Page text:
On the dawn of what may be the next activist Age of Aquarius, it’s important to look back at the roots of our movement to pay tribute to those who sowed the seeds. Charlotte Bunch is one such cultivator, and a new documentary expertly illuminates how the lifelong feminist activist has employed an ethos of passionate politics as her raison d'être, pouring her heart and soul into helping to carve equal pathways for women and LGBT people.You don’t have to look far to get insight into the imprint that Bunch has made on our collective history and the groundwork she’s laid for shaping our future. Filmmaker Tami Gold’s visual résumé of Bunch’s many touchstones, Passionate Politics: The Life and Work of Charlotte Bunch, the subject’s activism is skillfully interwoven with the very human story of her coming-to-be as central player in the movements that shaped the world in which we live today. The new hour-long documentary traverses the five decades of seemingly tireless efforts by Bunch as she globe-treks to educate and empower women and LGBT people.“The local and global are always different dimensions of the same struggle,” Bunch says in the film. “I try to change the conditions that are affecting our lives.” Gold’s film follows Bunch as she visits a women’s shelter in Peru; attends a protest following the murder of a butch lesbian in South Africa who was stoned to death just steps from her home; and goes to the United Nations to lobby leaders to protect these minority groups on an international level. The film reveals Bunch’s intimate involvement with the genesis of the feminist and LGBT rights movements and her equally present savvy all around the world.Bunch was the first female fellow at the Institute for Policy Studies, a Washington, D.C., think tank. When she wasn’t taken seriously at Washington roundtables because of her gender, she made what would be the first of many bold moves in her lifetime and started the first official women’s think tank. In arguably the second boldest move of Bunch’s life, she left her husband for one Rita Mae Brown (you may know her as the author of the quintessential lesbian novel Rubyfruit Jungle or the woman who also nudged Martina Navratilova out of the closet) and thus began her life as a lesbian — an identity that would continue to guide and inspire her work.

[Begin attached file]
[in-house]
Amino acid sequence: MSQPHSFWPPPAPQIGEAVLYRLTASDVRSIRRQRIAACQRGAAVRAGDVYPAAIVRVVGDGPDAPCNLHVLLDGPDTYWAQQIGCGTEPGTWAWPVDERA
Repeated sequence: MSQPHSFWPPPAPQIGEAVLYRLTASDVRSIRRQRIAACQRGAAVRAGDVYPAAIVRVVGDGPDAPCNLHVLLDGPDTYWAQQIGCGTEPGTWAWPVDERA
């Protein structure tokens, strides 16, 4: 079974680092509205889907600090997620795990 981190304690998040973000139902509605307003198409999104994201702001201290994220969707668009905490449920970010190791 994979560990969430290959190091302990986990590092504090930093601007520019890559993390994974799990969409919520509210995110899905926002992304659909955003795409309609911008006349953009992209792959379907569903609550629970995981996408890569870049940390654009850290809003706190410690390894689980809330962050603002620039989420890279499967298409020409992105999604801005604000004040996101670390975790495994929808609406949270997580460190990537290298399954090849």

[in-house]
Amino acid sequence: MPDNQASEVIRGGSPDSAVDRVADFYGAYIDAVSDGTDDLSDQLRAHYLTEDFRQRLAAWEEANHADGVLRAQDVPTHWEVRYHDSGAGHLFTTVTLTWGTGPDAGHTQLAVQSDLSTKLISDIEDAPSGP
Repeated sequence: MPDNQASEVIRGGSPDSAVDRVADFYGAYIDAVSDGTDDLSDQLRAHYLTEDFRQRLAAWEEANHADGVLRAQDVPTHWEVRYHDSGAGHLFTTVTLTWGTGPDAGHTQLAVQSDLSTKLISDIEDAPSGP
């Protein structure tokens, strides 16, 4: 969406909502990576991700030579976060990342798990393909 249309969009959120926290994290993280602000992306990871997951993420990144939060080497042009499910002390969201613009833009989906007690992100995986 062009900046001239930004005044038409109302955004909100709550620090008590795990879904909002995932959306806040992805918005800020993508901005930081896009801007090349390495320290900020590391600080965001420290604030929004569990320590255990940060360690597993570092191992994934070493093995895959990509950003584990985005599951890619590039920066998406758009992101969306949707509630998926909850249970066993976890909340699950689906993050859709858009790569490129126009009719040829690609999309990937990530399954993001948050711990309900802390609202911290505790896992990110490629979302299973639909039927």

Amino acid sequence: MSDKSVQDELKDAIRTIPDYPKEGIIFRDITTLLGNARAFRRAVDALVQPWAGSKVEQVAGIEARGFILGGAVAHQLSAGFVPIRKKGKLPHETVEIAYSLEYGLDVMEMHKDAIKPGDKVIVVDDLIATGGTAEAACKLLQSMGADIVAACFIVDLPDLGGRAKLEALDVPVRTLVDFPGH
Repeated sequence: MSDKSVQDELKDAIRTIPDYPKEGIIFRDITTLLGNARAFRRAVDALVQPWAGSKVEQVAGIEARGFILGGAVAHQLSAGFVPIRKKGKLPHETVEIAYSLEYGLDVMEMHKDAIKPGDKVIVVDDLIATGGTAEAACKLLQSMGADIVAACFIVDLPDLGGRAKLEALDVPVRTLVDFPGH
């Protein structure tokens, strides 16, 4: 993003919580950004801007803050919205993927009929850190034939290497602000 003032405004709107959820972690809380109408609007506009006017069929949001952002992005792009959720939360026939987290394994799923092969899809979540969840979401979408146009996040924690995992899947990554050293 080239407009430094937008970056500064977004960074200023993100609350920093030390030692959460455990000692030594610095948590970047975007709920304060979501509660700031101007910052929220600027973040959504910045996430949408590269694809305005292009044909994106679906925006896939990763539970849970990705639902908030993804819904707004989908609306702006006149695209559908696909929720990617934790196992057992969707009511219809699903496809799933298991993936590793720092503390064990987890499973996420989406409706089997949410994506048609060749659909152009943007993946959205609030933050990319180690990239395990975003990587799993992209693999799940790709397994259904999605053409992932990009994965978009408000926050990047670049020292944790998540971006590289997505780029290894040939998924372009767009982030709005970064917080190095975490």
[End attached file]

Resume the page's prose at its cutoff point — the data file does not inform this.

After deservedly winning the Academy Award for his screenplay for Milk and delivering a galvanizing acceptance speech, Black has directed a film, Virginia; is currently working on two screenplays; and is a founding member of the American foundation for Equal Rights, which is leading the federal case against California's discriminatory Proposition 8, which banned same-sex marriage.
Out actor Chris New makes his big-screen debut in Weekend, out British filmmaker Andrew Haigh’s festival favorite about two gay men who meet at a London nightclub and spend the next 48 hours having sex, sharing their stories, and baring their souls.